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Natural language

In the philosophy of language, a natural language (or ordinary language) is any language which arises in an unpremeditated fashion as the result of the innate facility for language possessed by the human intellect. A natural language is typically used for communication, and may be spoken, signed, or written. Natural language is distinguished from constructed languages and formal languages such as computer-programming languages or the "languages" used in the study of formal logic, especially mathematical logic.


Defining natural language

Though the exact definition varies between scholars, natural language can broadly be defined in contrast on the one hand to artificial or constructed languages, such as computer programming languages like Python and international auxiliary languages like Esperanto, and on the other hand to other communication systems in nature, such as the waggle dance of bees. Although there are a variety of natural languages, any cognitively normal human infant is able to learn any natural language. By comparing the different natural languages, scholars hope to learn something about the nature of human intelligence and the innate biases and constraints that shape natural language, which are sometimes called universal grammar.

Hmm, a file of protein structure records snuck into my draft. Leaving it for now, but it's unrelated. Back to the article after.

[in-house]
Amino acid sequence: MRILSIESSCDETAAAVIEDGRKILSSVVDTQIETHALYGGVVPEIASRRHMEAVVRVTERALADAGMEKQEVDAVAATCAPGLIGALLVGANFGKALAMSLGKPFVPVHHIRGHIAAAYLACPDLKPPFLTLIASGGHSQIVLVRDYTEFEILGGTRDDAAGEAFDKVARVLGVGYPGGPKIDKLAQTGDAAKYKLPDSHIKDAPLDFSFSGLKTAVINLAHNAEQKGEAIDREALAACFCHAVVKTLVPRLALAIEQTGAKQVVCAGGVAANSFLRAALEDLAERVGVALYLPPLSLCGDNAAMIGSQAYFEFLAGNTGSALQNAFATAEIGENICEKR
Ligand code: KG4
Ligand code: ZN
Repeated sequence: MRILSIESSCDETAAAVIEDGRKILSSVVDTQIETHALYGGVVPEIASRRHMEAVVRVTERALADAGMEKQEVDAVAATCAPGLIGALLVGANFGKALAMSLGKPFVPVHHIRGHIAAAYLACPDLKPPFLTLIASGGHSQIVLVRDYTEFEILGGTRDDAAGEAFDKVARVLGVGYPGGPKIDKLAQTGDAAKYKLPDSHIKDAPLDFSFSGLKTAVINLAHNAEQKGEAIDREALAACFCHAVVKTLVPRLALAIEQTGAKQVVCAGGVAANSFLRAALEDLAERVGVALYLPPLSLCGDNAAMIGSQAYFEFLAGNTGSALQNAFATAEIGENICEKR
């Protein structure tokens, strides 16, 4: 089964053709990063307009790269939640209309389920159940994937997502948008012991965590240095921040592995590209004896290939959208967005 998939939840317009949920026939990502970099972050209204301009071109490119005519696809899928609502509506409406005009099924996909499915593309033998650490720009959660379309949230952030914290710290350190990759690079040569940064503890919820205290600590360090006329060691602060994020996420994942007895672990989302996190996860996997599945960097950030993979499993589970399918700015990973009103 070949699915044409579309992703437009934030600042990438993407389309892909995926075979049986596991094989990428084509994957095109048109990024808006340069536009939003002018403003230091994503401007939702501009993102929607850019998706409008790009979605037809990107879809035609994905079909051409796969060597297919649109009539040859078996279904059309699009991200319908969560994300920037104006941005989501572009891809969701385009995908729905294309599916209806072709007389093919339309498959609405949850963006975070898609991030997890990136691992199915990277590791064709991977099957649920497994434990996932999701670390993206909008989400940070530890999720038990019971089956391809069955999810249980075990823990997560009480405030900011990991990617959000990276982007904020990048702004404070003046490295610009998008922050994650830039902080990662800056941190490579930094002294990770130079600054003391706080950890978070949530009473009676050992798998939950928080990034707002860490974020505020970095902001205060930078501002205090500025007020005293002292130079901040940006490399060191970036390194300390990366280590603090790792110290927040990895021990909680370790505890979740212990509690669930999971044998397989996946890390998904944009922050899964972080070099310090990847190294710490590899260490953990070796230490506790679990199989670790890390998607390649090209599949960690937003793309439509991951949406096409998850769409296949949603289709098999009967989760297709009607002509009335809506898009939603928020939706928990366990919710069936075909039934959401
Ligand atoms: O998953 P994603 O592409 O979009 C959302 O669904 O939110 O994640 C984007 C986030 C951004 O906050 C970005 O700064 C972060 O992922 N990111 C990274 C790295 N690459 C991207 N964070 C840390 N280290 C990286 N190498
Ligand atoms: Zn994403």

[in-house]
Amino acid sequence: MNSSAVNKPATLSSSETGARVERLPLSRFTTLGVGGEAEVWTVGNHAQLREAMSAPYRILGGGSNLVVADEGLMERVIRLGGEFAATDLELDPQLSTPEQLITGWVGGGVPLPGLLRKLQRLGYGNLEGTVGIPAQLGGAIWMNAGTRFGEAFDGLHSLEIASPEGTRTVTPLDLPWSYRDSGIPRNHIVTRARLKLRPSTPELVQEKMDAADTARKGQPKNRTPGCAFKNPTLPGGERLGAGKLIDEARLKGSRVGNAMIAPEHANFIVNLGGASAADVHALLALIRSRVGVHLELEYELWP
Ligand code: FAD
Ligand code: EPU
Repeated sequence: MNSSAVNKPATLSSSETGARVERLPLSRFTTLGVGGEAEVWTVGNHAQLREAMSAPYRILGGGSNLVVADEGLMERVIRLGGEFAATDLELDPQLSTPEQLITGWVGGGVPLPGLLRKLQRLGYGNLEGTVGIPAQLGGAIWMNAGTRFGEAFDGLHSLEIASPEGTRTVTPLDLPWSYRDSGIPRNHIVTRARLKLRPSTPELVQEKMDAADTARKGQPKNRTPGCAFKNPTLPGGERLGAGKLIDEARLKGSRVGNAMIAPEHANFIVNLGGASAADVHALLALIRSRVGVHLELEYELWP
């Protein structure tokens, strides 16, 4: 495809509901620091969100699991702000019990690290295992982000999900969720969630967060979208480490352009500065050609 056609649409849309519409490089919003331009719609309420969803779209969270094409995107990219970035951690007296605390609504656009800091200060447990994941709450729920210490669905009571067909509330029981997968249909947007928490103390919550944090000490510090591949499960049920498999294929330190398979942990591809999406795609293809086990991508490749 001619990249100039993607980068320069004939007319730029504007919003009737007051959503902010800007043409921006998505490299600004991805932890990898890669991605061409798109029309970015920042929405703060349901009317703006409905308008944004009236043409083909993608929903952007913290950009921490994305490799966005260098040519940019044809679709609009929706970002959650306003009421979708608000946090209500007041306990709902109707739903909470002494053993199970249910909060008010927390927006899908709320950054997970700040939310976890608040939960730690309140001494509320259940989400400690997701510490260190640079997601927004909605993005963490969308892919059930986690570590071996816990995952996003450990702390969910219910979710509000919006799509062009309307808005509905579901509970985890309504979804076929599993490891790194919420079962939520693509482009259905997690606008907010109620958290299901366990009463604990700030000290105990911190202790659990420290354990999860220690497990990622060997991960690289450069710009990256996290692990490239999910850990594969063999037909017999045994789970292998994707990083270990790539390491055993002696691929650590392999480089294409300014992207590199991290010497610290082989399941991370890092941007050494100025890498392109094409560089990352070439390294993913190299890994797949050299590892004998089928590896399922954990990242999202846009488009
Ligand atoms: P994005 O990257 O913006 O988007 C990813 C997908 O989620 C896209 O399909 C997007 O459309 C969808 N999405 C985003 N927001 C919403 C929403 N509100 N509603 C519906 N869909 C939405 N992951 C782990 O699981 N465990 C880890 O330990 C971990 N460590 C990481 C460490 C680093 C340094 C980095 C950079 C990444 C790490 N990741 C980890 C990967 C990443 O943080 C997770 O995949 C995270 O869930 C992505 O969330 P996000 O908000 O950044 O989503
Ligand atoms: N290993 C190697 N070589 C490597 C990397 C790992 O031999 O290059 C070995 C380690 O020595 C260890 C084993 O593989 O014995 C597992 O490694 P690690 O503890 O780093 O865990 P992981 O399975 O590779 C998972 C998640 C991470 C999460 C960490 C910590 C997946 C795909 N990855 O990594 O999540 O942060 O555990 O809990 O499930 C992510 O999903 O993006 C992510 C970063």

Linguists have an incomplete understanding of all aspects of the rules underlying natural languages, and these rules are therefore objects of study. The understanding of natural languages reveals much about not only how language works (in terms of syntax, semantics, phonetics, phonology, etc.), but also about how the human mind and the human brain process language. In linguistic terms, natural language only applies to a language that has developed naturally, and the study of natural language primarily involves native (first language) speakers.[1]